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Violet chasmogamous seedpods - an unusual year ?

Mike Hardman mike at ionia.demon.co.uk
Tue May 21 11:04:05 EST 1996


A friend, Peter Robinson, and I have observed this spring in the UK a high 
percentage of chasmogamous [see below for explanation] violet flowers being 
fertilized and giving rise to seedpods.  We have observed especially VV. odorata, alba, 
riviniana, reichenbachiana, and glabella, though these species partly reflect what we 
have easily to hand.  We are casting about worldwide for others' observations and 
knowledge on the matter; our reference materials (apart from Gregory 1912) say 
little more than 'rarely set seed'.  We know some Viola species *do* regularly set seed 
from chasmogamous flowers; it is the others we are most interested in, especially V. 
odorata.

Do you know anything ?  (eg. botanical literature, or first-hand)
Have you looked this spring ?  (please, please do so and report back;
   even negative observations can be useful; please include species name if you can)
Are you a commercial grower ?  (comments from your particular viewpoint welcome)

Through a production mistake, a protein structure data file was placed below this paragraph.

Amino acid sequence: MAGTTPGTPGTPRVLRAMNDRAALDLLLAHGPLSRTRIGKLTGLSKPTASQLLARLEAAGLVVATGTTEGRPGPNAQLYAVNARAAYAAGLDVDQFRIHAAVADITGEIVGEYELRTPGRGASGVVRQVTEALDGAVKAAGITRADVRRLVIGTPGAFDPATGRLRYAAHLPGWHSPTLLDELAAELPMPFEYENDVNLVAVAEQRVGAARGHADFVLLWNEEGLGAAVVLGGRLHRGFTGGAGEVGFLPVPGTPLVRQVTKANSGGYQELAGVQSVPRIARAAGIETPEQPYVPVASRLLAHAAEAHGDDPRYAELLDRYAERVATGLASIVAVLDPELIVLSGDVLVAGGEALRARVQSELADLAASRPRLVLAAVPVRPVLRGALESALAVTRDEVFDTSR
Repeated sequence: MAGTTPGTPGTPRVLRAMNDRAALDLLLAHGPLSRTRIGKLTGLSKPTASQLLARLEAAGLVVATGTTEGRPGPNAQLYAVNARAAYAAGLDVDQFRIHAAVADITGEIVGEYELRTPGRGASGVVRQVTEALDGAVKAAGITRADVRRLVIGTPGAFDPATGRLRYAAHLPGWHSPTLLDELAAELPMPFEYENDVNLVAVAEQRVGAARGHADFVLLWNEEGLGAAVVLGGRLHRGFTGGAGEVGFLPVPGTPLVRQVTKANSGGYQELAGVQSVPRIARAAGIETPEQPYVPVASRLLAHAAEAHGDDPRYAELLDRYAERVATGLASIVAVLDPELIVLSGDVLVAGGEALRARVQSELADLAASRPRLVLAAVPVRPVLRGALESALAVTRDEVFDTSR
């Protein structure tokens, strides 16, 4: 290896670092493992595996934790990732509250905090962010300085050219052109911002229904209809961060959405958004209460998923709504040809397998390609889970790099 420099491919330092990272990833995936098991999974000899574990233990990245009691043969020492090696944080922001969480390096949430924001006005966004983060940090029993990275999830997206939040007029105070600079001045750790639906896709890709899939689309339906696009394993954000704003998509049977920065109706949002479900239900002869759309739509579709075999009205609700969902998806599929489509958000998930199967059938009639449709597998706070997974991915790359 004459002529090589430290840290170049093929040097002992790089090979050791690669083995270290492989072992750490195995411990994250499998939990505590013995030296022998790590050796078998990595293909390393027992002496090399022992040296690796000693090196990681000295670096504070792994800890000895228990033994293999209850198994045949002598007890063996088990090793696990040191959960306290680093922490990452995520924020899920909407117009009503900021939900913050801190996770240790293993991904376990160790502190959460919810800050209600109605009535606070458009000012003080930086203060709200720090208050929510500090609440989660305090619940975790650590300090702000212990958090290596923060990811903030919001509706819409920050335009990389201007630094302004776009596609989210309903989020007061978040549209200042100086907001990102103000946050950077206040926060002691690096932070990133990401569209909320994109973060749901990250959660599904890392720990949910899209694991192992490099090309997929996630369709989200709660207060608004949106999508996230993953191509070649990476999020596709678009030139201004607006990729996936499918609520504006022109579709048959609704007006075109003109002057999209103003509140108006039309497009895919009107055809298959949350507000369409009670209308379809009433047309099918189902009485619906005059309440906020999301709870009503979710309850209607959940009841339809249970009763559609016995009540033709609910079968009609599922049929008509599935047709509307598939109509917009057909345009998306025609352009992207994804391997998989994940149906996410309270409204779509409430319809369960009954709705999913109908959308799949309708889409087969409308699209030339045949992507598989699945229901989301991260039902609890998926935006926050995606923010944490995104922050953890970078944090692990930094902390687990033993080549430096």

Do you suspect this is not unusual, just under-documented ?

Thanks in advance,
Mike & Peter

FYI: 
Chasmogamous flowers have fully developed petals and are open to pollination by 
external agents, as opposed to cleistogamous flowers which have vestigial petals, do 
not open, and are self-pollinated.
Many species of viola produce chasmogamous flowers which wither without being 
fertilized, but the plants later produce insignificant cleistogamous flowers which 
reliably produce much seed.  It is possible to see a seed capsule and mistakenly think it 
arose from a chasmogamous flower (for various reasons); the best way to be sure is 
to observe individual flowers over the course of several weeks, or to see a seedpod 
with the remnants of full petals still attached.

------------------------------------------------------------------------
Mike Hardman, International Violet Association; Hampshire, UK  01252-316649



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